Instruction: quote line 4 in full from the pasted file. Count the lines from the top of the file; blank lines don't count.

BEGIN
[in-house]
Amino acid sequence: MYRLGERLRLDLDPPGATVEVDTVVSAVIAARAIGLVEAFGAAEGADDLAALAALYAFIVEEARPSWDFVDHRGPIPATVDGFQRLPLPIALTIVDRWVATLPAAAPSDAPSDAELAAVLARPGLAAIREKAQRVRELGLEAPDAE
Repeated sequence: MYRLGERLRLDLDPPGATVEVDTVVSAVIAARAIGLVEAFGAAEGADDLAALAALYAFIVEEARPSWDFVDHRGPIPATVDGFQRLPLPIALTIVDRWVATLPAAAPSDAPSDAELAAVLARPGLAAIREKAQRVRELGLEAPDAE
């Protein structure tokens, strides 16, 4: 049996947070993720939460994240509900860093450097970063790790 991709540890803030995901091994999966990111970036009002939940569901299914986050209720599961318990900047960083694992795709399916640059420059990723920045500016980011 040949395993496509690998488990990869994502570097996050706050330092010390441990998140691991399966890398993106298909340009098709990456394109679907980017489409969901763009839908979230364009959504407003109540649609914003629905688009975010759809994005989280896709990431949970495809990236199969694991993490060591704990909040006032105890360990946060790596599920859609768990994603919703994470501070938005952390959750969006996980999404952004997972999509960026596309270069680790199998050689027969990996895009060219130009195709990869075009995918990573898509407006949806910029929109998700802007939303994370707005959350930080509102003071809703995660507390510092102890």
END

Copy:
């Protein structure tokens, strides 16, 4: 049996947070993720939460994240509900860093450097970063790790 991709540890803030995901091994999966990111970036009002939940569901299914986050209720599961318990900047960083694992795709399916640059420059990723920045500016980011 040949395993496509690998488990990869994502570097996050706050330092010390441990998140691991399966890398993106298909340009098709990456394109679907980017489409969901763009839908979230364009959504407003109540649609914003629905688009975010759809994005989280896709990431949970495809990236199969694991993490060591704990909040006032105890360990946060790596599920859609768990994603919703994470501070938005952390959750969006996980999404952004997972999509960026596309270069680790199998050689027969990996895009060219130009195709990869075009995918990573898509407006949806910029929109998700802007939303994370707005959350930080509102003071809703995660507390510092102890």